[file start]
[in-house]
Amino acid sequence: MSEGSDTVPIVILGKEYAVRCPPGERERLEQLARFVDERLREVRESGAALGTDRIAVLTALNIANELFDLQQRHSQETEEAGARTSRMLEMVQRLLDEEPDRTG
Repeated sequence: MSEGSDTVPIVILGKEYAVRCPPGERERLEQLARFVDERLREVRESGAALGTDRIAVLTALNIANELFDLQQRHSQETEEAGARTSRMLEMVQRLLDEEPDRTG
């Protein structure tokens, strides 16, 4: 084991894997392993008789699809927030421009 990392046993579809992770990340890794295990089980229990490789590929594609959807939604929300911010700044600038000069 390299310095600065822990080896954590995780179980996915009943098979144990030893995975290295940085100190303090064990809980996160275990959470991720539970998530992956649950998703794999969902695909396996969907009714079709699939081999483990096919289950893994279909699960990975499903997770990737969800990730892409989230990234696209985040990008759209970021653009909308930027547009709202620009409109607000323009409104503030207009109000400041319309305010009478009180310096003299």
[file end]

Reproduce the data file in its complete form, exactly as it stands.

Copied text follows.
[in-house]
Amino acid sequence: MSEGSDTVPIVILGKEYAVRCPPGERERLEQLARFVDERLREVRESGAALGTDRIAVLTALNIANELFDLQQRHSQETEEAGARTSRMLEMVQRLLDEEPDRTG
Repeated sequence: MSEGSDTVPIVILGKEYAVRCPPGERERLEQLARFVDERLREVRESGAALGTDRIAVLTALNIANELFDLQQRHSQETEEAGARTSRMLEMVQRLLDEEPDRTG
């Protein structure tokens, strides 16, 4: 084991894997392993008789699809927030421009 990392046993579809992770990340890794295990089980229990490789590929594609959807939604929300911010700044600038000069 390299310095600065822990080896954590995780179980996915009943098979144990030893995975290295940085100190303090064990809980996160275990959470991720539970998530992956649950998703794999969902695909396996969907009714079709699939081999483990096919289950893994279909699960990975499903997770990737969800990730892409989230990234696209985040990008759209970021653009909308930027547009709202620009409109607000323009409104503030207009109000400041319309305010009478009180310096003299």